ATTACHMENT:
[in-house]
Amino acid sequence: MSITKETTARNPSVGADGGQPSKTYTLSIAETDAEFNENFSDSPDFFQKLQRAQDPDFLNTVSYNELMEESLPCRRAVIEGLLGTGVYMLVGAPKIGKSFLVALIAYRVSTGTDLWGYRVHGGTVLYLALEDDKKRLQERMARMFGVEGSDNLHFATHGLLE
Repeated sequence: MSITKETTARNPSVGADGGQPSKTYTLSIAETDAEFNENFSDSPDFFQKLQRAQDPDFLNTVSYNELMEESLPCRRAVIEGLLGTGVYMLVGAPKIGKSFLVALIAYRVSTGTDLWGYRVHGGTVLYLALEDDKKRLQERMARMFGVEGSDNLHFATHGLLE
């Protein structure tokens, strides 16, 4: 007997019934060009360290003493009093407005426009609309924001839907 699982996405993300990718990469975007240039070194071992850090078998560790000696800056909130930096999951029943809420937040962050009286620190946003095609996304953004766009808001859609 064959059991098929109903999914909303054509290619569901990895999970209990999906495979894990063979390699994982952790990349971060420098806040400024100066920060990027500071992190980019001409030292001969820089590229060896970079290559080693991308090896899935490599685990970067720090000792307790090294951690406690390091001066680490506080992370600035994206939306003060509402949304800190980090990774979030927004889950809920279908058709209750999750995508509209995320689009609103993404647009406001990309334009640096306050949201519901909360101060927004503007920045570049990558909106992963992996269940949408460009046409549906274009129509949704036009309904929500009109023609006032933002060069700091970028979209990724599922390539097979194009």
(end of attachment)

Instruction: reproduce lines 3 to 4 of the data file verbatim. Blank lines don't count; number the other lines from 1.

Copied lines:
Repeated sequence: MSITKETTARNPSVGADGGQPSKTYTLSIAETDAEFNENFSDSPDFFQKLQRAQDPDFLNTVSYNELMEESLPCRRAVIEGLLGTGVYMLVGAPKIGKSFLVALIAYRVSTGTDLWGYRVHGGTVLYLALEDDKKRLQERMARMFGVEGSDNLHFATHGLLE
């Protein structure tokens, strides 16, 4: 007997019934060009360290003493009093407005426009609309924001839907 699982996405993300990718990469975007240039070194071992850090078998560790000696800056909130930096999951029943809420937040962050009286620190946003095609996304953004766009808001859609 064959059991098929109903999914909303054509290619569901990895999970209990999906495979894990063979390699994982952790990349971060420098806040400024100066920060990027500071992190980019001409030292001969820089590229060896970079290559080693991308090896899935490599685990970067720090000792307790090294951690406690390091001066680490506080992370600035994206939306003060509402949304800190980090990774979030927004889950809920279908058709209750999750995508509209995320689009609103993404647009406001990309334009640096306050949201519901909360101060927004503007920045570049990558909106992963992996269940949408460009046409549906274009129509949704036009309904929500009109023609006032933002060069700091970028979209990724599922390539097979194009």